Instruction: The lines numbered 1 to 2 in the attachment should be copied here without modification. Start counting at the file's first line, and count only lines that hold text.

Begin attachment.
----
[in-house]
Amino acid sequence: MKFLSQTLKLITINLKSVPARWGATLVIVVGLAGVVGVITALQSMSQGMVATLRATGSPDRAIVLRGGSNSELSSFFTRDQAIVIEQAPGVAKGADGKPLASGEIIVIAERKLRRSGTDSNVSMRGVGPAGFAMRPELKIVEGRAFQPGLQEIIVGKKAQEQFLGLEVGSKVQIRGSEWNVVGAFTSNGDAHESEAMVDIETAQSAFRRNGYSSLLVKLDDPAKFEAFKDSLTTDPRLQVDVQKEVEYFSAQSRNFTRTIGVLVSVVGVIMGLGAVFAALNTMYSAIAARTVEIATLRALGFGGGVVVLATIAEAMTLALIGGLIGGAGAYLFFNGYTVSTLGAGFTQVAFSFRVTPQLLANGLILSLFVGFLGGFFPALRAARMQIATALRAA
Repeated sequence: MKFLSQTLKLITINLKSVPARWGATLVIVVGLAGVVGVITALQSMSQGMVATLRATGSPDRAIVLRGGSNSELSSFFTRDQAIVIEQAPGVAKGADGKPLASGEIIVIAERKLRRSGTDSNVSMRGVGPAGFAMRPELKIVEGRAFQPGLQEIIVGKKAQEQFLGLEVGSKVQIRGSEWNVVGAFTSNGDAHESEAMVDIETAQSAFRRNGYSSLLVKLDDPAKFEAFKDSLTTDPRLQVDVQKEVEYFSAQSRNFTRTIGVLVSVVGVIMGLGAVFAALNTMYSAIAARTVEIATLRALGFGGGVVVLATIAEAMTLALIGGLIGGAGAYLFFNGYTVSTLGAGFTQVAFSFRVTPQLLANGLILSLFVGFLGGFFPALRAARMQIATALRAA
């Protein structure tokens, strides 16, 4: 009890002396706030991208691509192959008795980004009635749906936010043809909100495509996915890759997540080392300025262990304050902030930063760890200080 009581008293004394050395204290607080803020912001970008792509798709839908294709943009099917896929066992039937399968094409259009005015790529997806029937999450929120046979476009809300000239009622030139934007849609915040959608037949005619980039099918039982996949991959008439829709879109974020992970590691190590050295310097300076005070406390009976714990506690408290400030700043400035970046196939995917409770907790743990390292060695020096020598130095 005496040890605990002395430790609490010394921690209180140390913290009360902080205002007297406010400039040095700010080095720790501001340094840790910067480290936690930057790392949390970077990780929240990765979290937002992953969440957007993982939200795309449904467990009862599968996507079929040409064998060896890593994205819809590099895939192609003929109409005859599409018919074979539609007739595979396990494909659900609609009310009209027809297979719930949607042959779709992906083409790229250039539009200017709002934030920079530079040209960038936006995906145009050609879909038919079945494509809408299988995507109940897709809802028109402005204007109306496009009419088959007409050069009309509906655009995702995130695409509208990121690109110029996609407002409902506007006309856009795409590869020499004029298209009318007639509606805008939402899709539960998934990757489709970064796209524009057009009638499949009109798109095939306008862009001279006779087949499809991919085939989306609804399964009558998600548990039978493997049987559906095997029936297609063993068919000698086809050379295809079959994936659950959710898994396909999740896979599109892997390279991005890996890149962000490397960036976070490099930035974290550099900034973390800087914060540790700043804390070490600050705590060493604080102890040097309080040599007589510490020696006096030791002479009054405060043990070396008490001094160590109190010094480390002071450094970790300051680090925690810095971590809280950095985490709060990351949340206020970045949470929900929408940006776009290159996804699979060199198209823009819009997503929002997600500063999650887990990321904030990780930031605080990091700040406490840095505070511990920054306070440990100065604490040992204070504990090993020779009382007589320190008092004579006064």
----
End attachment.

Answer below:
[in-house]
Amino acid sequence: MKFLSQTLKLITINLKSVPARWGATLVIVVGLAGVVGVITALQSMSQGMVATLRATGSPDRAIVLRGGSNSELSSFFTRDQAIVIEQAPGVAKGADGKPLASGEIIVIAERKLRRSGTDSNVSMRGVGPAGFAMRPELKIVEGRAFQPGLQEIIVGKKAQEQFLGLEVGSKVQIRGSEWNVVGAFTSNGDAHESEAMVDIETAQSAFRRNGYSSLLVKLDDPAKFEAFKDSLTTDPRLQVDVQKEVEYFSAQSRNFTRTIGVLVSVVGVIMGLGAVFAALNTMYSAIAARTVEIATLRALGFGGGVVVLATIAEAMTLALIGGLIGGAGAYLFFNGYTVSTLGAGFTQVAFSFRVTPQLLANGLILSLFVGFLGGFFPALRAARMQIATALRAA